Geoffrey Chaucer is perhaps best known as the writer of the Canterbury Tales, which were a series of stories based in medieval England that followed different people as they travelled to Canterbury Cathedral in pilgrimage.
Chaucer, believed by many to be one of the greatest English writers of all time, is thought to have been born between 1340 and 1345 to John Chaucer and Agnes de Copton, who lived in Thames Street near the Tower of London.
A relatively wealthy man, John Chaucer was a vinter - or wine merchant - who was most likely literate, and it is believed that he taught his son to read and write before he had even sent him to school. Historians believe Geoffrey attended St Paul’s Almonry Grammar School, which was the closest school to his home, and he would have been taught primarily in Latin as was common in medieval education.
In 1357, Geoffrey Chaucer was made to work as a page for the Duchess of Ulster, the wife of Prince Lionel - Edward III’s third son. It is believed that he stayed in this role for around 11 years, which would have taken him roughly to the time of Lionel’s death. During this time he also fought in the Hundred Year’s War, going into battle in 1359 and being taken prisoner near Rheims. He remained there for a year before he was ransomed for £16 and released. It is believed that this ransom was paid by Edward III.
In 1362 he became a squire and just four years later he married a lady in waiting to the Queen, Philippa de Roet. It wasn’t long after this when Chaucer began writing poetry, but none of it was directed towards his wife. This, along with the fact that Chaucer never wrote anything position about marriage, had led to many historians believing his marriage was arranged.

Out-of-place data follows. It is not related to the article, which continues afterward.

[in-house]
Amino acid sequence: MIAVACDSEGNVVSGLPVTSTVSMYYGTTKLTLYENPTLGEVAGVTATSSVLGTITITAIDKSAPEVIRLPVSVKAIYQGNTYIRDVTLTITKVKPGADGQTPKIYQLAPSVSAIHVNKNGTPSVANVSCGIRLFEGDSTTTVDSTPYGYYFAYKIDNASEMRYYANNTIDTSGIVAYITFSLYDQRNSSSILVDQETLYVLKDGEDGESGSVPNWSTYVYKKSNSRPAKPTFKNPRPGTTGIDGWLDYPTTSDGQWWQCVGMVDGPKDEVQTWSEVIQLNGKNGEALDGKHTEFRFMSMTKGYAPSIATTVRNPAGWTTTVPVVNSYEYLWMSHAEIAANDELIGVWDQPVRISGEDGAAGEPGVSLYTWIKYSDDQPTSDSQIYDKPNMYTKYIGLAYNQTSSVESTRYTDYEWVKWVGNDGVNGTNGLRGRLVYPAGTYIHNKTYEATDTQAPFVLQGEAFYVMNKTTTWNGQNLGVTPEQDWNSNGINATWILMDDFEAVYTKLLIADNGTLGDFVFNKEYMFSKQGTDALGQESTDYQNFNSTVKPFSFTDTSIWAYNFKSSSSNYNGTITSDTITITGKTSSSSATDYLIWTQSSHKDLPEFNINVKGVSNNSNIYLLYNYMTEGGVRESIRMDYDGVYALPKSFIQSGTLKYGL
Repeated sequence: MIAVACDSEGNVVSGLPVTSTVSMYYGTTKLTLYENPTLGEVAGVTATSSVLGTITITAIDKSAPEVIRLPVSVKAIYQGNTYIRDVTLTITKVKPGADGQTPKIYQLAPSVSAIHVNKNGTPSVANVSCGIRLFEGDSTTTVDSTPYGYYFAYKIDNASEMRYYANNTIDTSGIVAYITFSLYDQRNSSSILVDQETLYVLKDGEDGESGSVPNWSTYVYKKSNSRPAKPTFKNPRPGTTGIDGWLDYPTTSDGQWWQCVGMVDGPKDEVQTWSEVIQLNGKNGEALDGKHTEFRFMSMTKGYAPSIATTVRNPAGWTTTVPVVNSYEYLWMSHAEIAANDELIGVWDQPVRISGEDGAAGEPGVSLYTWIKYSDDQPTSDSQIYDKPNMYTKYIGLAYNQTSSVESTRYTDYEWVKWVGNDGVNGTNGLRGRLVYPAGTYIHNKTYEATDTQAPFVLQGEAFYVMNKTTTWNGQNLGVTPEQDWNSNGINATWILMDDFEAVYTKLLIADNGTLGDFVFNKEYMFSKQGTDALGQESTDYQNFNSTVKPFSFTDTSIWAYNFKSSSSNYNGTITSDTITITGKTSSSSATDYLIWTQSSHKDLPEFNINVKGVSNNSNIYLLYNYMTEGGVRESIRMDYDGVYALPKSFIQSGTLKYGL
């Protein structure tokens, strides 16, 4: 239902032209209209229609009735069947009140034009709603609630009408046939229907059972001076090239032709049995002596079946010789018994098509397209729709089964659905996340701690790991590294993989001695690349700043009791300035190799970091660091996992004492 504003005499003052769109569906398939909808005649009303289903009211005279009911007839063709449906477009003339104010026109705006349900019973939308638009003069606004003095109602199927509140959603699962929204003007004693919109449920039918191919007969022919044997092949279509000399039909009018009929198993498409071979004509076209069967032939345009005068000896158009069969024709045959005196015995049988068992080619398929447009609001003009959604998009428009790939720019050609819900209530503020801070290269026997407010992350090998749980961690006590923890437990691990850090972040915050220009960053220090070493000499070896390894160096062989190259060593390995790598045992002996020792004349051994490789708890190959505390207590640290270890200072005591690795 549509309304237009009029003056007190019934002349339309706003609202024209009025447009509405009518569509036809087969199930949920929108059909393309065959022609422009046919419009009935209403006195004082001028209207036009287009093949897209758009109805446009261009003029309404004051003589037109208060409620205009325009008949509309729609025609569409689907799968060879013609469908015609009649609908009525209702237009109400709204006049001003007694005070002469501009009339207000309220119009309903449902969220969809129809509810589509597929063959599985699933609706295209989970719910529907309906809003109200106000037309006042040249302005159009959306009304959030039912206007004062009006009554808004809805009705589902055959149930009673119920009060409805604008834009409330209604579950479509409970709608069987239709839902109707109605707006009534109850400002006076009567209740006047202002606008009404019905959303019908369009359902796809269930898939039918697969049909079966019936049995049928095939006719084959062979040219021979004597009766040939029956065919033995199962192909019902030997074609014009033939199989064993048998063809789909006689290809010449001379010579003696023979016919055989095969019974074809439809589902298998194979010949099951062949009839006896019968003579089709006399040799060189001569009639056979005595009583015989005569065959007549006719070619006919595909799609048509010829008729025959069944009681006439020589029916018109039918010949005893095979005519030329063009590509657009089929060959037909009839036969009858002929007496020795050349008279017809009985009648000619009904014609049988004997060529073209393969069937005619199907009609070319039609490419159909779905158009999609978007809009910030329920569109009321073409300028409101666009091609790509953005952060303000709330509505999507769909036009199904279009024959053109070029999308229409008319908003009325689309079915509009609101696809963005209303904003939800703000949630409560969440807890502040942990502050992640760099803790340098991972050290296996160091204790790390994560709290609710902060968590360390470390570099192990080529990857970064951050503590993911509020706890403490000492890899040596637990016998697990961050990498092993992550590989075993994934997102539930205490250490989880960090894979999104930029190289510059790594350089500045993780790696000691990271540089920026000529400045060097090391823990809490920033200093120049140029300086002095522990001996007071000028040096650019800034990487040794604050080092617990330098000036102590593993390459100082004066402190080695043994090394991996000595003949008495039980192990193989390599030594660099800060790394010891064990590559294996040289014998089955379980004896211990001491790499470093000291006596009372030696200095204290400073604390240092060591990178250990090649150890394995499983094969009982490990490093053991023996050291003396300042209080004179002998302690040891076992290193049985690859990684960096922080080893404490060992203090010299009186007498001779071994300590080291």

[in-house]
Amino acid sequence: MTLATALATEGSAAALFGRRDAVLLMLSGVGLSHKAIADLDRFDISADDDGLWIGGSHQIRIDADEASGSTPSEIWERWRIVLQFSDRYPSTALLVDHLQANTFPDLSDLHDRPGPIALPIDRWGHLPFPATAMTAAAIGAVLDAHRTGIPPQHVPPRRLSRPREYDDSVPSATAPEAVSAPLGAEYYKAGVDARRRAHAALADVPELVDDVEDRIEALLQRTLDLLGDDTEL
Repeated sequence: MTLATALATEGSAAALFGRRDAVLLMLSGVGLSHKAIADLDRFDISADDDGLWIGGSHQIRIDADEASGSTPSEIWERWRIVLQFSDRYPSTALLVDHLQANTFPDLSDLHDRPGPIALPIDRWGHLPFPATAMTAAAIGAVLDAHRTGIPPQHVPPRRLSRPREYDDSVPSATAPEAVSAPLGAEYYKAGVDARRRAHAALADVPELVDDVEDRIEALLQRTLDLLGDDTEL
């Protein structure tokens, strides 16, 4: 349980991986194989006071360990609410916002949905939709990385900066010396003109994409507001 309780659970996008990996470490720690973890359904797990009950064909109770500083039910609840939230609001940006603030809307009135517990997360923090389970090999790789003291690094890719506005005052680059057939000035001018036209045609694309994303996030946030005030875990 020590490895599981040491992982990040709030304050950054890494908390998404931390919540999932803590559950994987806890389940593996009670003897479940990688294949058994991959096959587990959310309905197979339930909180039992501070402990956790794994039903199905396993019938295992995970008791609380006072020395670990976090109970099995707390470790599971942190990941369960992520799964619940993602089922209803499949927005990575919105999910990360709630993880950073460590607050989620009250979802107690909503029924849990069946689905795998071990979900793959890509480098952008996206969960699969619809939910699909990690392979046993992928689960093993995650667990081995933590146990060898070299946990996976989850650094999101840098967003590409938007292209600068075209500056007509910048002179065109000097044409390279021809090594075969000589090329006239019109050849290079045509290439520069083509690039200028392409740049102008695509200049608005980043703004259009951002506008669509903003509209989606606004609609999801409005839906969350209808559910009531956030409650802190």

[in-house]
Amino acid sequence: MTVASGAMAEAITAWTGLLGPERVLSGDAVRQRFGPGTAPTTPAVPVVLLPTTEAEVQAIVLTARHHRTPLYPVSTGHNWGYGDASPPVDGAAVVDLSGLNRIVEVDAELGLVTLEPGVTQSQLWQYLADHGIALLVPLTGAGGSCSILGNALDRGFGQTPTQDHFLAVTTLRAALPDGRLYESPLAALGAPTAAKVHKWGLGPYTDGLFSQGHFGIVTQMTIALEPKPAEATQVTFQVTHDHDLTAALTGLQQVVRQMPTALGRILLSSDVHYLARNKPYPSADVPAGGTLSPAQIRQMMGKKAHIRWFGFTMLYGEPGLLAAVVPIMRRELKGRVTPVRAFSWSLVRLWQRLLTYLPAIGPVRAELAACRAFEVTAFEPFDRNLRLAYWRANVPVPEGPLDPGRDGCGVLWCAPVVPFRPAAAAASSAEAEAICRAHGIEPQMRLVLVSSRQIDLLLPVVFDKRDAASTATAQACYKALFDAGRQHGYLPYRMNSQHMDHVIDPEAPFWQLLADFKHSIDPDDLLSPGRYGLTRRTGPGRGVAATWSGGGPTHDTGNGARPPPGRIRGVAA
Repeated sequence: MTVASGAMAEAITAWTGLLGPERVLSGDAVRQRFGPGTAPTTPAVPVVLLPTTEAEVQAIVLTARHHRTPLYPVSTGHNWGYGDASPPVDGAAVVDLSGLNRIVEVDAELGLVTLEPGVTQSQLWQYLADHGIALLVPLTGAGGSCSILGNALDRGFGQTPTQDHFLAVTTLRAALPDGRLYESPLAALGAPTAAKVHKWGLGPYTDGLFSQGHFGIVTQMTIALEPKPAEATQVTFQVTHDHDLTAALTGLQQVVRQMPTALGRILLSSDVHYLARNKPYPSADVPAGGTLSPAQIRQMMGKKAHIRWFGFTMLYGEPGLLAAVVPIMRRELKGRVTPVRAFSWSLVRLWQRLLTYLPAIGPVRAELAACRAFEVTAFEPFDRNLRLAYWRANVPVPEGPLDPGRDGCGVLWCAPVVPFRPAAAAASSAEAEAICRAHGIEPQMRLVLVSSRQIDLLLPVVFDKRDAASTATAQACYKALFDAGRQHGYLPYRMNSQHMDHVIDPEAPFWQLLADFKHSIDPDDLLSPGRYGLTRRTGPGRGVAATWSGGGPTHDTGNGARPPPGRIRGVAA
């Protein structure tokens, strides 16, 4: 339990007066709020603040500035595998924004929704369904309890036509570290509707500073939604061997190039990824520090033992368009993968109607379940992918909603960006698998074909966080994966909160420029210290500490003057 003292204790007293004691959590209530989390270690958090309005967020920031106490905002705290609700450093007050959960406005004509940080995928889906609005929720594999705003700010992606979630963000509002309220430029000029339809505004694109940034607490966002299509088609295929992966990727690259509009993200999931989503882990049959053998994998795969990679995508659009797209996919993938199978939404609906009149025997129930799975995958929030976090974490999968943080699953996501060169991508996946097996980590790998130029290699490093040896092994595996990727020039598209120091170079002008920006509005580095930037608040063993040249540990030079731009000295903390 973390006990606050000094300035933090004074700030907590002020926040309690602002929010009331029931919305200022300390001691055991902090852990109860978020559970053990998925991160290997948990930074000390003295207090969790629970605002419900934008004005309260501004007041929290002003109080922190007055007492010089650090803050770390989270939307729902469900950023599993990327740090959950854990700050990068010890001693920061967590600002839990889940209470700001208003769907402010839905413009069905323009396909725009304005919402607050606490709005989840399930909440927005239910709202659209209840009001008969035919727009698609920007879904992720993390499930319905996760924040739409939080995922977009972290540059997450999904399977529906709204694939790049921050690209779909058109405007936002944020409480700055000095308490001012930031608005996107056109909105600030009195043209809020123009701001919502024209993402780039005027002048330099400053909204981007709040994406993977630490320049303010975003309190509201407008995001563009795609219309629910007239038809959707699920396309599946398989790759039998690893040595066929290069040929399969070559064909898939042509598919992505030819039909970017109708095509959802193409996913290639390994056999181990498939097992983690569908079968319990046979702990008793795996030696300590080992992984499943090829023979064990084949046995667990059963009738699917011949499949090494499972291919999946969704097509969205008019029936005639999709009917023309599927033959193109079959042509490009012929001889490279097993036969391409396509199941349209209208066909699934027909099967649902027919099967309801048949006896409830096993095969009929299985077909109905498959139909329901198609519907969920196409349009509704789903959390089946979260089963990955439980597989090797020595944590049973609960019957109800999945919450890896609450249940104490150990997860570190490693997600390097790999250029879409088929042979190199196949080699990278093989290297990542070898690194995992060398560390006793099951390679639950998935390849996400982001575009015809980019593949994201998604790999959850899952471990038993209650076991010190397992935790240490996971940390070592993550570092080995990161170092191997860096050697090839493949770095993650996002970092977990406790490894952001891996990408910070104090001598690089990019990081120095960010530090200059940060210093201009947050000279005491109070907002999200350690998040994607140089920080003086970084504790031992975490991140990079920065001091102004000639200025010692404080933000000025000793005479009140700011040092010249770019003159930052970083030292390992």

In 1369, he wrote The Book of the Duchess, which is thought to have reflected his time as a page. But his time working in more traditional posts was not over. In 1373 he was sent to Italy on royal business, potentially for trading, and this was thought to have significantly impacted on his writing. He soon returned to London and was appointed the Controller of Customs on wools, skills and hides in the Port of London, which was a position he held until 1386. Amazingly, Chaucer still found time to write and it was during this time that he produced Troilus and Criseyde, which is often labelled his first ‘true English’ novel.
In spite of his role in the port, Chaucer was now a well known write, and was soon made a Justice of the Peace and elected to Parliament as Knight of the Shire of Kent. Sadly in 1386, Chaucer’s patron John of Gaunt was sent to Spain, leaving the Duke of Gloucester to replace him. The duke chose to place his own men in the positions held by Chaucer, which meant he lost all his offices. However, his reputation as a writer meant he was now able to write full time and it was now that he began working on his most famous works of all time, the Canterbury Tales.
When John of Gaunt returned to England in 1389, Chaucer was reinstated in his old roles and was given responsibility of overseeing the king’s residences, including the Tower of London and Windsor Castle. However he was later replaced in his position as the Clerk of Works in 1391.
In his final years, Chaucer seemingly enjoyed a comfortable life, despite being widowed. He wrote many poems about his sadness towards ageing, his concern that he had lost poetic talent and his disillusionment with the world. Soon after, on 25 October 1400, he died at his home in Westminster Abbey.
See also: The Black Prince
"Geoffrey Chaucer". HistoryLearning.com. 2015. Web.
|Birth Date:||1343, London|
|Death:||October 25 1400, London|
|Key role:||Medieval poet and author|
|Notable works:||The Canterbury Tales|